February 16, 2016

Establishment not getting it

The establishments in both the GOP and Democratic parties don't get it. They think that business as usual is fine. But on main streets across America, people see that the status quo - business as usual - is not working. Jobs are disappearing even though unemployment is supposedly under 5%. People still working are finding it harder and harder to maintain their own status quo inflation is supposedly low. But the establishment people seem interested in maintaining their own status and interests and are tone deaf to everyone else. Interestingly, they seem to not realize the interdependence of all people. To the business elite a customer is a customer - it doesn't matter if it's someone in Asia, Europe or North America. A government is a government - regardless of where it is or what it is founded on (democracy, totalitarianism, whatever(. That's because they are rich and powerful and they believe that they can bribe or work with these governments regardless of how others are affected.

There is evidence in the offshoring of jobs. There is evidence in the political corruption of people like Charles Rangel. They see themselves as above the law.

In the Democratic party after two states have caucused or had their primaries Hillary Clinton leads in delegates for her nomination. Given that she won Iowa by a hair and lost in a rout in New Hampshire, how is that possible? Superdelegates.

Via Google
A brief history of Superdelegates, via Wikipedia:
After the 1968 Democratic National Convention, the Democratic Party made changes in its delegate selection process...to make the composition of the convention less subject to control by party leaders and more responsive to the votes cast during the campaign for the nomination.

Some Democrats believed that these changes had unduly diminished the role of party leaders and elected officials...

In 1982, the Hunt Commission recommended and the Democratic National Committee adopted a rule that set aside some delegate slots for Democratic members of Congress and for state party chairs and vice chairs.[7] Under the original Hunt plan, superdelegates were 30% of all delegates, but when it was finally implemented for the 1984 election, they were 14%. The number has steadily increased, and today they are approximately 20%.[8]

...In February of 2016, Debbie Wasserman Schultz, chair of the Democratic National Committee, was asked by CNN's Jake Tapper, "What do you tell voters who are new to the process who say this makes them feel like it's all rigged?" Schultz's response was, "Superdelegates exist really to make sure that party leaders and elected officials don't have to be in a position where they are running against grass-roots activists."[16] This clarification was hailed by Clinton supporters as a wise policy to maintain steady, experienced governance, and derided by Sanders supporters as the establishment thwarting the will of the people.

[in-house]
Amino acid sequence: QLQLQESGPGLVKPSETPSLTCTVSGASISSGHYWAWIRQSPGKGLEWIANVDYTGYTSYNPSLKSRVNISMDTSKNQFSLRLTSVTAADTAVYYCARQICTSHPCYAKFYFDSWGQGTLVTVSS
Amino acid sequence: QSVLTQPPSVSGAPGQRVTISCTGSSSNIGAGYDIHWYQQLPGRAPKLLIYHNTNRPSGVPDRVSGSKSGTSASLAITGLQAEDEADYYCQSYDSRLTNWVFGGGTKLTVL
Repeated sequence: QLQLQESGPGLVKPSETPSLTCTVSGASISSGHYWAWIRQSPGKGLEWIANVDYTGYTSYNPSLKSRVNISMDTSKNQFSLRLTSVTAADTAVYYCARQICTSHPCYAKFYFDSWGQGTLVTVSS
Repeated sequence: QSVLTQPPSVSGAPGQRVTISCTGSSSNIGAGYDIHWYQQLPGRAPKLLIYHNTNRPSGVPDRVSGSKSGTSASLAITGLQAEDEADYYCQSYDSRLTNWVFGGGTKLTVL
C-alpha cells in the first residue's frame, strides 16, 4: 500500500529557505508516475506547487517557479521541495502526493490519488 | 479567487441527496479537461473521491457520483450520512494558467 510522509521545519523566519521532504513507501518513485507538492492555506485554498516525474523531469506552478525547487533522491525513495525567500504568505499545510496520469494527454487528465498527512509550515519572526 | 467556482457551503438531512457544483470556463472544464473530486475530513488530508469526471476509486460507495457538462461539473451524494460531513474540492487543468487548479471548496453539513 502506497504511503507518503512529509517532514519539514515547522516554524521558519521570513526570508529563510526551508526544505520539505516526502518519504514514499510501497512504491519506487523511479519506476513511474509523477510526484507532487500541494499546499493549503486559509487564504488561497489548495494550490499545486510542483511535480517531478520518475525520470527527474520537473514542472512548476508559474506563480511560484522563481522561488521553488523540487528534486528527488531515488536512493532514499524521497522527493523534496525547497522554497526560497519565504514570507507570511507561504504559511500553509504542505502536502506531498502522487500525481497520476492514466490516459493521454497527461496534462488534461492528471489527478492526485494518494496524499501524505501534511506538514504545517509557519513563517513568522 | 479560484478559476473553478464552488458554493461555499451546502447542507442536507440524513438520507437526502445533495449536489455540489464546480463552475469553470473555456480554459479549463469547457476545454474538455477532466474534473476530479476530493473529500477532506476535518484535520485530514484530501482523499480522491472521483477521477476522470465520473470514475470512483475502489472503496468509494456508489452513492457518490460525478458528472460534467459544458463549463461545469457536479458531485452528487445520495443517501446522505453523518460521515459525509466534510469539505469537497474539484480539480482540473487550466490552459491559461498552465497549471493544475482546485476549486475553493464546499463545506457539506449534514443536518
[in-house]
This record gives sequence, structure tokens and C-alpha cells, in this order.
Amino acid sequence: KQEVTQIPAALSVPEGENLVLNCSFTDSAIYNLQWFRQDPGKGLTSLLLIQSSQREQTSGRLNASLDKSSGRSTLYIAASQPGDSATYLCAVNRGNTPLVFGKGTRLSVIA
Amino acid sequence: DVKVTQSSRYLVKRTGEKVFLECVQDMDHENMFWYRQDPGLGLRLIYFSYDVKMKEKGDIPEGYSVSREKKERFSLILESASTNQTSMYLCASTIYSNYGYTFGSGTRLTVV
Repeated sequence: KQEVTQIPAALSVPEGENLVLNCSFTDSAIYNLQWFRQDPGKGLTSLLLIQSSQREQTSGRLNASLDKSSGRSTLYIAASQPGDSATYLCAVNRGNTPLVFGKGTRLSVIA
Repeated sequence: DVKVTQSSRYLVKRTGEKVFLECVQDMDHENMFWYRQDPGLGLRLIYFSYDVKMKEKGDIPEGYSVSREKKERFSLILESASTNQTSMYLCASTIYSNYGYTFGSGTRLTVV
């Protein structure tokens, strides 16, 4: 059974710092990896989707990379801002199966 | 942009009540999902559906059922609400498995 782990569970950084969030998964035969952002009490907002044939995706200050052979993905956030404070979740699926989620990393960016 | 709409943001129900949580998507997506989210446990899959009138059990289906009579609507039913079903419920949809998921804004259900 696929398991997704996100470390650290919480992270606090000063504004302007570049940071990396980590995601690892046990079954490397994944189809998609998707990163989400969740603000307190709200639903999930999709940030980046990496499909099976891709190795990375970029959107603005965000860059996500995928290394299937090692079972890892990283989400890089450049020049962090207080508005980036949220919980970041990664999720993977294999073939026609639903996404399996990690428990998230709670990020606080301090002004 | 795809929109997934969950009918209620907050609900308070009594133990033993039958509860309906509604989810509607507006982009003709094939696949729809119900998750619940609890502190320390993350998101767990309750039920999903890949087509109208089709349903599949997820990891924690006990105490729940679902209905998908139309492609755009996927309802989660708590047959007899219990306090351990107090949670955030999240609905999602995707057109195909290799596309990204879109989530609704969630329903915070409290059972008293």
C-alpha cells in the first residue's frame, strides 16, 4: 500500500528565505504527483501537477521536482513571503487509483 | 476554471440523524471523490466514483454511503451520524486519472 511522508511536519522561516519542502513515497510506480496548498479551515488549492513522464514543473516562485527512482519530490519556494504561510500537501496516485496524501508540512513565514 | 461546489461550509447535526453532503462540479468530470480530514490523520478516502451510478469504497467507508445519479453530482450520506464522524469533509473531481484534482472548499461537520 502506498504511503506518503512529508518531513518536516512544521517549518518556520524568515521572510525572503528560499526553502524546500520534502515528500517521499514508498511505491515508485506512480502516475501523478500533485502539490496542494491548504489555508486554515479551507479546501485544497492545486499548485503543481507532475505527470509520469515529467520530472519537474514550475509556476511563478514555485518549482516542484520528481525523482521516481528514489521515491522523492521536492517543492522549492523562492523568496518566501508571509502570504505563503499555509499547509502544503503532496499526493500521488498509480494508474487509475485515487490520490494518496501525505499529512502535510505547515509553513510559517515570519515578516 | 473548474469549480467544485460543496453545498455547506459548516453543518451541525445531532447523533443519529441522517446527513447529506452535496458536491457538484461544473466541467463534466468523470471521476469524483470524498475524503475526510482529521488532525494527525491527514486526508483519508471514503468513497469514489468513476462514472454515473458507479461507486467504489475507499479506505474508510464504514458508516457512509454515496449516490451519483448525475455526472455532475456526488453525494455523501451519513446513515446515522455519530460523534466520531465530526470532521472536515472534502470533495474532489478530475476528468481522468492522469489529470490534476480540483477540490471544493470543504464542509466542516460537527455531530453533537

On the GOP side there is a concerted effort to to ensure anyone that is not an establishment candidate (Trump, Cruz, Carson, Fiorina) does not win the nomination. The establishment Republicans can argue that it is being done to protect the growth and stability of America from its radical fringes and to avoid abrupt changes that could topple what has been built and what is being built upon it. But ultimately this has been leading to it's own eventual implosion. Peggy Noonan is right.
We’re in the midst of a rebellion. The bottom and middle are pushing against the top. It’s a throwing off of old claims and it’s been going on for a while, but we’re seeing it more sharply after New Hampshire. This is not politics as usual, which by its nature is full of surprise. There’s something deep, suggestive, even epochal about what’s happening now.
The self-interest of the establishment class has translated into an aversion to the common good for the GOP and a fear of the common man for the Democrats.
...some members of the Democratic elite see Sanders as unelectable due to his self-proclaimed democratic socialism and age, among other factors. Why step aside and allow him the nomination?

“They probably see this as an example of why superdelegates were created in the first place. If the voters want to commit political suicide, the party leaders can step in and restore reason,” writes Martin Longman at the Washington Monthly, sarcastically.
Both political parties have institutionalized attitudes that have imbued the country with laws which allow or even encourage the rich to leave with their assets and jobs. They are unintentionally, or unconcernedly mandating successor states with more freedom to invest spring up in place of America.

There are plenty of examples on both sides of the aisle that indicate these attitudes exist. The protection of illegal immigrants as a voting block - coupled with a desire cheap labor at the expense of domestic workers ensure that illegal immigration doesn't stop. . Red tape strangles small businesses but is manageable by super-firms ensures a lack of competition for establishment businesses happy with the status quo.

Reagan once said a raising tide lifts all boats. But this is no longer the situation in America. Elites on both sides of the political aisle have ensured that the rising tide only lifts the yachts, and the other boats will instead take on water. What's needed is a shake-up. Unless America is full of boiling frogs, it's going to happen this election cycle. The next president is more and more likely to be Trump or Cruz or Sanders. Unless those super-delegates have their way.

But even if one of those men win, there are still an enormous number of hurdles to overcome before America is set on the right path (or even further down the wrong path).

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